Siggraph: Disney Team Previews New 'Frozen' Footage, Behind-the-Scenes Work
Th studio's animation team discusses working with John Lasseter and Idina Menzel, their Jackson Hole research trip and creating lots of CG snow.
ANAHEIM, Calif. -- A panel from Walt Disney Animation Studios showed several clips as well as test material and art from its animated comedy/adventure Frozen, which opens Nov. 27.
The session, held during CG conference Siggraph, included a clip in which the film’s protagonist, Anna, meets Prince Hans.
The film’s head of animation, Lino DiSalvo, explained that the animation team worked with an acting coach and the actors, as well as, of course, the filmmakers, including John Lasseter and directors Chris Buck and Jennifer Lee.
“For John to be involved in this film -- acting choices, and pushing us from editorial to animation -- was huge, During preproduction we were showing him characters, designs, animation tests, how the characters move. ... Animation is based on a caricature of what you know. That is John’s philosophy -- truth in acting and believability."
On working with the actors, DiSalvo told The Hollywood Reporter that one day he moderated for the animation department a sort of Inside the Actors Studio with Idina Menzel, who does the voice acting for Anna’s sister Elsa. “We talked about singing, her breath, acting techniques -- her insight on the Elsa character. We went on the journey with her. It was huge having the actors there and having the animators hear what they were thinking.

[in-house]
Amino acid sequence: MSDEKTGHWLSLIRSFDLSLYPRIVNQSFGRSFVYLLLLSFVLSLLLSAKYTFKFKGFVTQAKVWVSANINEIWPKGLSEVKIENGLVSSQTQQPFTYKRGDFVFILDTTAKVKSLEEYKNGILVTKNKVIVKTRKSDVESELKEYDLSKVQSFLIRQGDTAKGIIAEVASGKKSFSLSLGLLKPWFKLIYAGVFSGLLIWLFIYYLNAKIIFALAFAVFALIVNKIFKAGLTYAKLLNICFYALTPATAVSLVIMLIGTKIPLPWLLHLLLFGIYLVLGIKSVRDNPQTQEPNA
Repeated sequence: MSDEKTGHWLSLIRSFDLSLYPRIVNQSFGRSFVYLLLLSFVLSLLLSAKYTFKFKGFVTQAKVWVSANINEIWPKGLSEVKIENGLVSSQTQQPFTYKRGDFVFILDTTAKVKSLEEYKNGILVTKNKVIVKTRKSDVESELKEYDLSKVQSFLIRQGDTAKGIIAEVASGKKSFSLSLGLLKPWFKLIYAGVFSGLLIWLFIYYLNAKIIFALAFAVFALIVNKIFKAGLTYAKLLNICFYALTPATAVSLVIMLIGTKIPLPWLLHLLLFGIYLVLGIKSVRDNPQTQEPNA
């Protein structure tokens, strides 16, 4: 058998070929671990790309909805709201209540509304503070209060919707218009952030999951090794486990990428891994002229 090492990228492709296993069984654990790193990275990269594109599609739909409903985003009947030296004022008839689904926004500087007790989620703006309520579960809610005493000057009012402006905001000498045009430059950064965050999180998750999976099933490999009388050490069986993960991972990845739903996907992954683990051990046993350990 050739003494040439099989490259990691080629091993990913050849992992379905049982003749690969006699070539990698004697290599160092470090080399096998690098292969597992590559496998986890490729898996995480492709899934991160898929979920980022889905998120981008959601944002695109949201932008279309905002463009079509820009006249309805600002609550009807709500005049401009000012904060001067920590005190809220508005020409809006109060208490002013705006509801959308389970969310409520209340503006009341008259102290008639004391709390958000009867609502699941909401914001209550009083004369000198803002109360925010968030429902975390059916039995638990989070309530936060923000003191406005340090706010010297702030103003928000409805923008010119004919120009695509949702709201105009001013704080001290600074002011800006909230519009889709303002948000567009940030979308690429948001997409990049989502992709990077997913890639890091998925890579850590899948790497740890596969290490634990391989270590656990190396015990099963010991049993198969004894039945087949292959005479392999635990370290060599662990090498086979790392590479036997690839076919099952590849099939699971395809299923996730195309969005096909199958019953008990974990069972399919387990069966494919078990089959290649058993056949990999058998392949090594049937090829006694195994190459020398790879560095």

“When [Menzel] would come in to read lines, I’d show her what we were up to, get her feedback.”
The animators brought elements of cold -- ice, snow and frost -- to life using new simulation techniques. The big challenge was creating deep snow. “Not shallow snow, but ankle-deep to knee-deep and waist-deep snow,” said Dale Mayeda, co-effects supervisor.
As part of their work, the Southern California-based animation team took a research trip to Jackson Hole to see how it feels to trek through deep snow. They even brought a heavy full-length gown that some team members wore in the snow to see how it would react.
Their work resulted in development of new tools to create the snow, including a solver dubbed Matterhorn. Disney Research in Zurich even got involved in the development. Matterhorn allowed the animators to control parameters in order to create fresh snow, wet snow or sticky snow.